Using Technology To Fight Technology: Tackling Connected Car Hacks

May 9, 2014

In 2013, almost half of the 89,000 vehicles in London that were reported broken into or stolen were electronically hacked, according to a news report released yesterday. The investigation by

In 2013, almost half of the 89,000 vehicles in London that were reported broken into or stolen were electronically hacked, according to a news report released yesterday. The investigation by Sky News, on the back of crime analysis figures released by London’s Met police, indicates that despite car manufacturers producing more secure cars than ever before, criminals are using tech to hack connected vehicles. According to findings from the investigation, electronic car hacking devices are readily and cheaply available and we can expect to see car crime rates start to increase as a result.

What’s interesting about this is that it’s an example of technology being used for criminal purposes and while this is not internet-related today its not so hard to envisage that our smartphone will be used as the key for the car in the future. Take for example the Land Rover Incontrol™ remote smartphone app that today allows you to check fuel levels, range, find your car in a car park and even see if you left the windows open.

Industry reports indicate that 50 billion connected devices by 2020 – and that will include your car. AVG is already talking to car manufacturers about the infotainment system – the screen in the console that provides navigation tools, music, apps, Bluetooth etc. – which is usually the first generation of connectivity built into vehicles. I talked about this when I attended SXSW earlier this year as the connected car was a hot topic.

At that time, I predicted the risk hacking and the potential loss of personal data it presents to software-enabled cars and that security should be considered from the outset. The possibility for our lives to be hacked or our personal data to be stolen is becoming ever more real as we become more connected in ways that we have never envisaged. Having all of the in-car services connected to our online world potentially gives manufacturers access to data we may consider to be private, whether that’s our music and navigation data or more personally, our location, family information and potentially other sensitive information. So the physical loss of the car could in fact be coupled with the loss of personal privacy.

Therefore, the challenge for us as consumers of this technology is to understand what is connected, why it’s connected and what it might be sharing about us. That’s why we at AVG are looking at this market early on to ensure your future online activity, whatever it might be, is protected and secure.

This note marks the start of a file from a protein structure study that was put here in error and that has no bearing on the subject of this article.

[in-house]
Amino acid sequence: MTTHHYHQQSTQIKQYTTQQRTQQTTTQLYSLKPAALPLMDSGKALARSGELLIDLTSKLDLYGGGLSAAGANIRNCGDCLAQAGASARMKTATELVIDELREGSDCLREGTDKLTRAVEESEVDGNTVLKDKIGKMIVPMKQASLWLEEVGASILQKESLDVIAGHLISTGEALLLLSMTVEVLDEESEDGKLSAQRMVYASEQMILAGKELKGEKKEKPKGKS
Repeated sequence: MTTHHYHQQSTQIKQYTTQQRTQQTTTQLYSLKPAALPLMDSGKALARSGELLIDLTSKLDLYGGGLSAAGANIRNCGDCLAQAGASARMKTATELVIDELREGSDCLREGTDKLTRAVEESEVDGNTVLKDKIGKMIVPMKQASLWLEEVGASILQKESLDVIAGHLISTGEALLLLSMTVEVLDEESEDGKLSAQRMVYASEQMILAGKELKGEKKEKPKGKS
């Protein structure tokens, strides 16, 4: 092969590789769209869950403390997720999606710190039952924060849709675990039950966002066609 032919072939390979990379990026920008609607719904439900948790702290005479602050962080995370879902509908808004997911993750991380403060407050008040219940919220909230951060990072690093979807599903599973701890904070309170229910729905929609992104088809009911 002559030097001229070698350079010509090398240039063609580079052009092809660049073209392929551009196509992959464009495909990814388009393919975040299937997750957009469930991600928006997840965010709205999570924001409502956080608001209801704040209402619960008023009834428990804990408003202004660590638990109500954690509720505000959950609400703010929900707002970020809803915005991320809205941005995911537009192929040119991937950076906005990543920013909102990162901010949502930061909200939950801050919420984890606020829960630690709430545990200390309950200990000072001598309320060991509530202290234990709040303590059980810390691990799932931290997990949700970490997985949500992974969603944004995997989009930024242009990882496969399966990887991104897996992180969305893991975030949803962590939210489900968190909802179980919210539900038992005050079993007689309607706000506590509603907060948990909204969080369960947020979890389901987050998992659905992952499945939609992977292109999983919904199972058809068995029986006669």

Using electronic hacking technology to break into or steal cars is just the start. In the future, we can imagine many more scenarios as we expand our connected lives. For example, with their built-in Bluetooth option and integrated dashboards, cars are becoming the smartphones of the future. Our automotive partners have indicated that younger buyers have the expectation that their vehicle will be compatible with the connected devices they already have.

This will allow personal data to be shared on the screen which means it’s not just security that we have to be mindful of, but privacy as well. In addition, what if car hacks were malicious, and the goal was to meddle with your car’s driver system to adjust the braking, cruise control or steering? Manufacturers need to start thinking like technologists in order to build connected vehicles that deliver security and privacy, as well as a great driver experience.

The Sky News report also noted that the rise in car crime is likely to happen across Europe where these electronic hacking devices are currently available, but I imagine car manufacturers in the US are also keeping an eye on the trend in order to stay one step ahead of the criminals. So what can consumers do to protect themselves and their vehicles in the meantime? There is the sensible, practical advice around physically securing your car that, if anything, becomes more important in light of these findings.

From AVG’s perspective, as the online security company for devices, data and people with 187 million active users, securing the app stores for automotive manufacturers as we have already done with Renault and advising them on security concerns and requirements is part of our natural position in the market. It’s early days yet for integration between these two worlds but in working with car manufacturers more and more, we believe AVG is at the forefront of this important cross-industry collaboration.


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Tony Anscombe
May 9, 2014